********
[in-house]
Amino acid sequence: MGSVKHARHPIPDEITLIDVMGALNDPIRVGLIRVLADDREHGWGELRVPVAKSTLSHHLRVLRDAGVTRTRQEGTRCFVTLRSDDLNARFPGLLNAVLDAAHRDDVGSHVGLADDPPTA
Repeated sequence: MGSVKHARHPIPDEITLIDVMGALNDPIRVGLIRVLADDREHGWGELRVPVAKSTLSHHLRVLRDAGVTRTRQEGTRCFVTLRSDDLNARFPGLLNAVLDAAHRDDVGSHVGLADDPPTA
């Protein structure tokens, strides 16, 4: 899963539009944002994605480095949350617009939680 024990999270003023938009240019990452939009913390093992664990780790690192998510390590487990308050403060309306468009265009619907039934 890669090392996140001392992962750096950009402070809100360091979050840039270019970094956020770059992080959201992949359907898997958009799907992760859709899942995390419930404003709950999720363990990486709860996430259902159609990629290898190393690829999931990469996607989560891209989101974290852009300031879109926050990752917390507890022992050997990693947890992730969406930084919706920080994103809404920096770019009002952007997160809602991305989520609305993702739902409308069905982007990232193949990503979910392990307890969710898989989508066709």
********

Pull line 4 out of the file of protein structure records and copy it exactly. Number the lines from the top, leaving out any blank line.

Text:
């Protein structure tokens, strides 16, 4: 899963539009944002994605480095949350617009939680 024990999270003023938009240019990452939009913390093992664990780790690192998510390590487990308050403060309306468009265009619907039934 890669090392996140001392992962750096950009402070809100360091979050840039270019970094956020770059992080959201992949359907898997958009799907992760859709899942995390419930404003709950999720363990990486709860996430259902159609990629290898190393690829999931990469996607989560891209989101974290852009300031879109926050990752917390507890022992050997990693947890992730969406930084919706920080994103809404920096770019009002952007997160809602991305989520609305993702739902409308069905982007990232193949990503979910392990307890969710898989989508066709």